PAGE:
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The Doctrine of Discovery

"The Vatican Statement: the papal bulls or decrees "did not adequately reflect the equal dignity and rights of the Indigenous peoples"
Thursday, March 30, 2023: Pope Francis repudiates the Doctrine of Discovery

The Vatican responded to Indigenous demands and formally repudiated the "Doctrine of Discovery," which was backed by the 15th Century Papal Bulls that legitimized the colonial-era seizure of Native lands and form the basis of some property laws today.  This Doctrine of Discovery was almost always one of the first topics of conversation that came up when speaking about the indigenous people and the church.  The question was always stated as such, "Have you heard about the Doctrine of Discovery?"  They would go on to explain how the church was a part of this from its basis.  As a result some research was done on the doctrine of discovery prior to the Pope speaking about it and when I found out about this news a gasp was readily heard in the office I was working at.  "I hope that is good!" a co-worker stated.  "It is definitely good!"  I responded back.  

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When Pope Francis was seen on his Pilgrimage for Penanace, a banner was unfurled in front of the pulpit where he was speaking.  Many would see this banner as a disrespect of Pope Francis and what he was there to do.  For myself it was an acknowledgement of the years and years of work that Natives have had to do to have their voices heard and their rights understood.  Though I might not agree with the tactics, I had compassion none-the-less with the situation knowing that sometimes these extreme measures were the last resort in order to be seen and heard.  And thus this banner played an important role in what the Pope ultimately chose to do in addition to the many Native voices who he chose to listen to....thank you Pope Francis.  

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Click here to see the original Doctrine of Discovery in Latin.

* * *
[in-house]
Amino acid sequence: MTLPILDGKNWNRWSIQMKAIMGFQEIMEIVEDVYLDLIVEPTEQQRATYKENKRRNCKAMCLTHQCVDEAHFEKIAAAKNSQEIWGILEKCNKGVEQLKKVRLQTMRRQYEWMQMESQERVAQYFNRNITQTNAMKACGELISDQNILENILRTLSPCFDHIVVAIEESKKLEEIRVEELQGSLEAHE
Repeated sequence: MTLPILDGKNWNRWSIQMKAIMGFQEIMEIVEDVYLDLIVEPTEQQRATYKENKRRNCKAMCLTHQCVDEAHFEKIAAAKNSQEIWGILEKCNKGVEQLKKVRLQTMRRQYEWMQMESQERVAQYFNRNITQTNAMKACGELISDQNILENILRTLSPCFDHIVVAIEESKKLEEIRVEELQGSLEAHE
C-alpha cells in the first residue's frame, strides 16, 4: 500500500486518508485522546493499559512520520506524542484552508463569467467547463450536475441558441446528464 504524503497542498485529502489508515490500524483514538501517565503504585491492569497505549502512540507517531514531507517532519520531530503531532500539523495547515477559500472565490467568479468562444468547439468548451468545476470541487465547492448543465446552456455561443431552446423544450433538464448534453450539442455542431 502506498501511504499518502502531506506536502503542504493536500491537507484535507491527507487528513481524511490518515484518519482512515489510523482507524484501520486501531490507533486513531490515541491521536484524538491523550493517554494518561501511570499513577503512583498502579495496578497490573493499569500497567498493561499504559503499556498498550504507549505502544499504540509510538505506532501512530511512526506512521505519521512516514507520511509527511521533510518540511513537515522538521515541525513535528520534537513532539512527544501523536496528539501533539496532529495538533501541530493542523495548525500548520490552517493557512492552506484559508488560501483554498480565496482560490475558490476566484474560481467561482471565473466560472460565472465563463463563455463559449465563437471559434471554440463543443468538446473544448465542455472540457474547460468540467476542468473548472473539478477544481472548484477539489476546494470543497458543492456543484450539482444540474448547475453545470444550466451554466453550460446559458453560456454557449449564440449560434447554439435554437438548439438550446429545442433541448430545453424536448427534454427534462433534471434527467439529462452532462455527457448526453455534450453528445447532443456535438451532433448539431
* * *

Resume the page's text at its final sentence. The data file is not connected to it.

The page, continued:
For the full English here.

What is the Doctrine of Discovery?

The Papal Bull "Inter Cactery," was issued by Pope Alexander VI on May 4, 1493 and played a central role in the Spanish Conquest of the New World.  Ultimately it was used to support the claim to the right to the land that Columbus had 'discovered' on October 12, 1492.  This Bull then stated that all the land that was not inhabited by Christians was available to be discovered and claimed.  It laid also the foundations for how the Native religions and traditions would be seen by Christians throughout the years stating that "the Catholic Faith and the Christian religion be exalted and be everywhere increased and spread, that the health of souls be cared for and that barbarous nations be overthrown and brought to the faith itself."  Later this Papal Bull was brought forward in the 1990's and 2000's which came after the 1978 Religious Freedom Act that allowed the Native populations to again be able to participate in their own indigenous ceremonies.  

From the Native perspective of course this Papal Bull established the ability (for the Catholic Faith explicitly) to justify the unethical actions used to be able to take the Indian lands for European use and dominance.  It preceded the timeframe of the boarding school era in which the unfortunate common slogan for justification of actions during that timeframe was stated, "Kill the Indian, Save the Man" which feels like harsh rhetoric now, but was common rhetoric at the time.  Unfortunately the number of graves at Kamloops shows that the literal understanding of this phrase may have been implemented.  


The Holy See joint statement shows the level at which the church is willing to go to be able to understand and communicate with the Native populations.  Pope Francis clearly states in this document that: "Never again can the Christian community allow itself to be infected by the idea that one culture is superior to others, or that it is legitimate to employ ways of coercing others."  The Church is also stating that they support the United Nations Declaration on the Rights of Indigenous Peoples that would help to improve living conditions and help protect the rights of indigenous peoples as well as facilitate their development in a way that respects their identity, language and culture.  

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